So a story within a story and the character study and all that ... Now, I said if you do take the first and last chapter out; but, of course, it’s there, and you do read the first chapter and of course the last chapter, too.

Wilma:
And it wouldn’t be as good. I mean, you just have a dysfunctional story. The unique thing about this novel is that the author does jump in, and he talks to us, and he makes fun of himself, and it’s not really the author—it’s the narrator and then the son, and that’s confusing, too. But that’s the whole thing, is that it’s a farce; it’s a take-off on other novels and on other fiction writers.

Dava:
Without the first and last chapters, you wouldn’t be concretely explained that this is a farce. Otherwise you would be like, you know, “I know some families have their problems, but how is there a family where all seven of them are just so messed up.?”

Wilma:
Right.

Dava:
You know?

Lynda:
Well, did you have to labor through the first chapter at all?

Dava:
I know.

Lynda:
To me it was a little bit like that I had to let some time pass. I had to really work to get engaged in it, and then once I was there, it was good.

Bill:
Yeah.

Lynda:
The first chapter was just such a different way of looking at things. I was totally unprepared for that.

Gabrielle:
Yeah. I think, like Wilma said, once you realized it was dark humor at times, then all of a sudden you caught on and said, “OK.” It’s almost like when you have a puzzle, you put the framework around on the outside, and then you put all the pieces in the middle. At first I just didn’t understand where he was going. And then after a while it was OK.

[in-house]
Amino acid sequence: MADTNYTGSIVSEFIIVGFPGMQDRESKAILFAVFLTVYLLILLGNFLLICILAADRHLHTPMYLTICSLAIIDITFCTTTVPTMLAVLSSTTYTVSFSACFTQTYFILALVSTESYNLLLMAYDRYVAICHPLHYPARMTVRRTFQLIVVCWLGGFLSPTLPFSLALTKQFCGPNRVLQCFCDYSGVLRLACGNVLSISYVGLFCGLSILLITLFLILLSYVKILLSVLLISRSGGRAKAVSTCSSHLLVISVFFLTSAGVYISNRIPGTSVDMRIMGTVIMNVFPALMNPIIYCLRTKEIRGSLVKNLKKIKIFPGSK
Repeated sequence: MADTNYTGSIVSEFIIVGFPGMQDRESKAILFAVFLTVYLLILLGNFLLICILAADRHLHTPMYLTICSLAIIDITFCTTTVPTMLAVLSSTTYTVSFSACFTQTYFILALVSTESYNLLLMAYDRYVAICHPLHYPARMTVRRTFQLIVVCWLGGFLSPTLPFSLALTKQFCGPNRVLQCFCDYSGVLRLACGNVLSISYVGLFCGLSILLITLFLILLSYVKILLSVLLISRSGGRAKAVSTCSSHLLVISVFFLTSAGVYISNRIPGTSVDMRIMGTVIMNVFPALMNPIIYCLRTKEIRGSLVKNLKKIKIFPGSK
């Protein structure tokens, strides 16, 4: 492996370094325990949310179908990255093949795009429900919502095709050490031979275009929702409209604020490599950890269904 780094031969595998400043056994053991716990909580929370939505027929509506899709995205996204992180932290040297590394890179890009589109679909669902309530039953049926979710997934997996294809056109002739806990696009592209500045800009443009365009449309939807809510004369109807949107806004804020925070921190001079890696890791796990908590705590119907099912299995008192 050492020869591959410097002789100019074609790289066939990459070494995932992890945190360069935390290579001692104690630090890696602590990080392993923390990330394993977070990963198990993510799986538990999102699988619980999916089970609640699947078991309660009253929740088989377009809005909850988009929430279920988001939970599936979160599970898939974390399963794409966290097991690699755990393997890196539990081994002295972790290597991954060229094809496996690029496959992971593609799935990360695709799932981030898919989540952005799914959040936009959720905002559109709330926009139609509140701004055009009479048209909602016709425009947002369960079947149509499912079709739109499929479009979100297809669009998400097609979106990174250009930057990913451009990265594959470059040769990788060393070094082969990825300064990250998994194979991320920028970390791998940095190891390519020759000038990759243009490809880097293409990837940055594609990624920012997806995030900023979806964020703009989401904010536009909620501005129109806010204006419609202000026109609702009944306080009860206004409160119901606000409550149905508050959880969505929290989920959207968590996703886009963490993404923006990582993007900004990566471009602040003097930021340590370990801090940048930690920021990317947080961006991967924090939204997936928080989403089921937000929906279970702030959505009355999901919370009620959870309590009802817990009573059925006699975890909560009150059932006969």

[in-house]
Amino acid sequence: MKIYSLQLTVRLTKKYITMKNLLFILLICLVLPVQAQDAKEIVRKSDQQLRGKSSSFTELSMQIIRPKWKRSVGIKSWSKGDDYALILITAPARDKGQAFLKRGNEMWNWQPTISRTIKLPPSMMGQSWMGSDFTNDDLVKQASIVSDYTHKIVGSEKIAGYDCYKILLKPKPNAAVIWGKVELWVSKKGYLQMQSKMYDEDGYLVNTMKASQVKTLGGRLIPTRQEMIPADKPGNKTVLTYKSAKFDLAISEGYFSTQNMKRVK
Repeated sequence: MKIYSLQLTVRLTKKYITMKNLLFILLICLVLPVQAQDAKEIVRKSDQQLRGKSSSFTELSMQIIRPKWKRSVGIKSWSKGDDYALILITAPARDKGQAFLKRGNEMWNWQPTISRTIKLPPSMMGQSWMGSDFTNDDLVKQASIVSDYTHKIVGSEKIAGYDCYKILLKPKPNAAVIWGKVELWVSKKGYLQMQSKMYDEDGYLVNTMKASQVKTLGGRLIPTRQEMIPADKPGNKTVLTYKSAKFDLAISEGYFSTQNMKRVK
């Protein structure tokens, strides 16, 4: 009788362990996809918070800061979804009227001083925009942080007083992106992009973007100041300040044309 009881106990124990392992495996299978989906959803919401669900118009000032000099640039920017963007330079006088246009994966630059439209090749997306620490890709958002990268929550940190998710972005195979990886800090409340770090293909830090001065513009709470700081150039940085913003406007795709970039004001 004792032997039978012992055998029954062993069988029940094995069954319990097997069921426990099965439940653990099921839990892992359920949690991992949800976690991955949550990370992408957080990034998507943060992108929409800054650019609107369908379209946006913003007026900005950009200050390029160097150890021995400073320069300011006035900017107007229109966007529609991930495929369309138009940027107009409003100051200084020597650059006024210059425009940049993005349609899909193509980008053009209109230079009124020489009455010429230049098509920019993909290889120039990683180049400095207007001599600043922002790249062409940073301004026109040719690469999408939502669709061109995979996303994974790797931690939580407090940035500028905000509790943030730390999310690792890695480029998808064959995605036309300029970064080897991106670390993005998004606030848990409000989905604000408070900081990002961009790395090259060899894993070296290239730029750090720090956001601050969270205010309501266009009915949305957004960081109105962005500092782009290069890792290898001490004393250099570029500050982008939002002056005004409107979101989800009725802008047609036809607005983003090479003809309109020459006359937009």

Dava:
That got me real excited about the book—the first chapter.

Wilma:
Uh huh.

Dava:
I mean, I thought it was really going to be different, and it was. And I really think he did a great job, especially with the opening and his omniscience of the narrator.

Gabrielle:
Yes.

Dava:
He keeps reminding us that he’s omniscient.

[laughter]

Wilma:
I think the part maybe I liked best was Junior’s part. And Junior comes in at the end and he’s actually the savior figure, you know: He’s the only begotten son of the omniscient narrator. All of the other people in the book are creations, and so he’s brought in to save the world of the Mileses. And, of course, he has to sell himself off to do that, so you have all of this savior type of thing at the end. I really liked Junior’s part a great deal, because he was trying to think of a way not to barter himself—although he finally had to in order to buy out his father’s business. And that becomes the business of the developer of the subdivision as well as the business of writing the novel and owning the rights to the Miles’ story. Very confusing.

Lynda:
Yeah. I think when you try to explain, it’s almost impossible to make sense of it.

Bill:
Well, I am glad we are talking about it like this, because we can either sort of talk about Junior and the story within the story and all of that, or you sort of jump into the character study and all that. So I sort of like this. It’s been termed “meta-fictional,” the way that Johnny Payne sort of unfolds all of this to you. Do you think Junior is real?

[laughter]

Wilma:
Well, he is real as much as anything else in this book.

Dava:
Yeah.

Wilma:
What do you mean? What do you mean, “real”?

Bill:
Well ...

Wilma:
In the last line in the book, he said, “I could almost believe I was real.” The last word comes from Junior.

Bill:
Well, do you think the narrator-developer really had a son?

Lynda:
I think you go down the wrong path when you start asking ...

Bill:
Oh, really?

Lynda:
Oh, I do.

Bill:
Oh, I think that’s sort of the intriguing thing. In fact, let me read ...

Lynda:
No, Dodie Wentzler—the woman who has all the money.